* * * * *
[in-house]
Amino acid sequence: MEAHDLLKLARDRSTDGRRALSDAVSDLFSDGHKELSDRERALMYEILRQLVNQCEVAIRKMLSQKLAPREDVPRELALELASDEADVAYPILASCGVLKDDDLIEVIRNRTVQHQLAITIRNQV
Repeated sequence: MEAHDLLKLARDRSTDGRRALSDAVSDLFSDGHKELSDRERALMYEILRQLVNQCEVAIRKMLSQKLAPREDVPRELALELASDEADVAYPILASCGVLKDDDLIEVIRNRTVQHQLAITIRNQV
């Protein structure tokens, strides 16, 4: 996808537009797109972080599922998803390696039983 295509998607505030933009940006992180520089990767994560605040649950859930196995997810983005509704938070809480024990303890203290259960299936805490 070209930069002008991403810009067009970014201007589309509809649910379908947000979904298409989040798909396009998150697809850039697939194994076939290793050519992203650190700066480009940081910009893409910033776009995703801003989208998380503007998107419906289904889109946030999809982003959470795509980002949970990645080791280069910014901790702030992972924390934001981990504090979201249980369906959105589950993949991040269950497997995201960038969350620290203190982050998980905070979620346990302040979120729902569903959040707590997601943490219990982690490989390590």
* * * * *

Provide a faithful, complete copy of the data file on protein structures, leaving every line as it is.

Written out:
[in-house]
Amino acid sequence: MEAHDLLKLARDRSTDGRRALSDAVSDLFSDGHKELSDRERALMYEILRQLVNQCEVAIRKMLSQKLAPREDVPRELALELASDEADVAYPILASCGVLKDDDLIEVIRNRTVQHQLAITIRNQV
Repeated sequence: MEAHDLLKLARDRSTDGRRALSDAVSDLFSDGHKELSDRERALMYEILRQLVNQCEVAIRKMLSQKLAPREDVPRELALELASDEADVAYPILASCGVLKDDDLIEVIRNRTVQHQLAITIRNQV
């Protein structure tokens, strides 16, 4: 996808537009797109972080599922998803390696039983 295509998607505030933009940006992180520089990767994560605040649950859930196995997810983005509704938070809480024990303890203290259960299936805490 070209930069002008991403810009067009970014201007589309509809649910379908947000979904298409989040798909396009998150697809850039697939194994076939290793050519992203650190700066480009940081910009893409910033776009995703801003989208998380503007998107419906289904889109946030999809982003959470795509980002949970990645080791280069910014901790702030992972924390934001981990504090979201249980369906959105589950993949991040269950497997995201960038969350620290203190982050998980905070979620346990302040979120729902569903959040707590997601943490219990982690490989390590």